Tehran not only has a strong grip on Iraqi politics but also on the country’s local markets. Since 2013, bilateral trade appears to be more in Iran’s favour.
While many welcome Iran’s strategic alignment with Iraq, their budding romance, as subsequent years show, lacks reciprocity. Endemic corruption and an unregulated investment climate in Iraq have empowered Iran to become Iraq’s most dominant trade partner.
As a first step towards expanding commercial interests, in 2004 Iran established a free trade zone in Khuzestan, straddling the Iranian-Iraqi border. The frontier was the site of confrontation during the 1980s Iran-Iraq war but now offers a lifeline through which Iran is reviving its economy.
Eight years on, Iran still has the advantage.
In a report published last June, the Carnegie Endowment for International Peace reported that trade between Iraq and Iran was $12 billion in 2015. The report predicted bilateral trade could reach $25 billion in subsequent years.
The flood of cheap, low-quality Iranian consumer goods into the country has been crippling for many of Iraq’s small businesses.
A factory worker in Basra bemoaned that local Iraqi industries were not protected. Tariffs on imports have been removed to maximise gains for countries, including Iran,” he said in a telephone interview.
The government’s inability to rebuild bombed factories has made matters worse.
Abu Ghraib’s dairy factory, famed for producing unrivalled Iraqi-style clotted cream called Gaymar, is on its last breath. A member of the family-run business said the factory’s expenditures were three times income. Factories such as the dairy in Abu Ghraib sell only Iraqi products despite it being more profitable to deal in outsourced goods.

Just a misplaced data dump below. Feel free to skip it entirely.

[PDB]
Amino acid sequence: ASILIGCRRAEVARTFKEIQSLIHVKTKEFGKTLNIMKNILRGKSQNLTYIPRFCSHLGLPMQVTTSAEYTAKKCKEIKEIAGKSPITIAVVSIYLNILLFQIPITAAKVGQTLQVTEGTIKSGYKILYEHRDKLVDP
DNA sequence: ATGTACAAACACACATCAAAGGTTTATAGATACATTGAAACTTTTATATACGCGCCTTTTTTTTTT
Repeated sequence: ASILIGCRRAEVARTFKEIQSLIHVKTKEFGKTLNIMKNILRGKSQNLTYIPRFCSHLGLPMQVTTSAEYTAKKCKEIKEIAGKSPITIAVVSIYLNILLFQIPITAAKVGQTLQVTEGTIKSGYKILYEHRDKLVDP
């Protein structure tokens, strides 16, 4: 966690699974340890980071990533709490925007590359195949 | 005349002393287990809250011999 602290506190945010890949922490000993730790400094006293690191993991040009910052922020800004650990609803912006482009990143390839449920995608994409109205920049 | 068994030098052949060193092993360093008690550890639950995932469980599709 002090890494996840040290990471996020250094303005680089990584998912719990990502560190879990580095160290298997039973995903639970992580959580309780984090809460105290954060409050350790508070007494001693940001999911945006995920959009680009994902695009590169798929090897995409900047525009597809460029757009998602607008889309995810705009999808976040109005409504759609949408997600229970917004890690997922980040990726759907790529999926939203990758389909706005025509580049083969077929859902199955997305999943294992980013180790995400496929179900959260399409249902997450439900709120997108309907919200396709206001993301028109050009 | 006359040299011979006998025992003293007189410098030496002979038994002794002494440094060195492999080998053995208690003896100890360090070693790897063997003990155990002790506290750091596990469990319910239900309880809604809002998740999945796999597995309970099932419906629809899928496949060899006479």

Baghdad resident Nabil Salih said Iranian cars litter the streets of the Iraqi capital. “The most known is Saipa, recognisable by its yellow colour, and possibly the worst car ever made,” he said. “Then you have Iranian-made Peugeot and plenty more”.
London-based analyst Ahmad Mahmoud said: “In contributing to the destruction of state-owned factories and the local economy, a key contradiction emerges in the narrative Iran uses to justify its imperial adventures in Iraq.”
While Iran frequently cites the protection of Iraq’s Shia population, religion appears to be little more than a cloak to keep its financial transactions under wraps.
“It is no coincidence that many of Iraq’s new millions are linked to Iran-allied Shia religious parties”, he said. “The same parties distribute construction permits and manage the pilgrimage business in Iraq’s southern provinces”.
Former Trade minister Abd al-Falah al-Sudani was apprehended at Baghdad airport in 2009 after allegations of fraud in the purchase of imported Iranian food became public. While charges of financial corruption against al-Sudani were not dropped, he fled to Wembley, London, where he currently resides.
Iran similarly uses provinces such as Diyala as an open arena for smuggling arms, trading drugs and trafficking, analysts said. The province, as former governor Omar al-Humairi has said, borrows millions in electricity and other services from its neighbour. The porous border also permits Iran to funnel fighters that join Iraq’s Popular Mobilisation Forces.
Iran’s security and military cooperation with Iraq offers only a thin veil of its strategy of economic dominance. Its economic overreach is not enriching Iraq’s economy but is weakening any potential for regrowth. The optimism felt since Iran stepped up to the role of protector in Iraq, has soured as Iraq’s dependence exposes a darker side of Iran’s hegemonic might.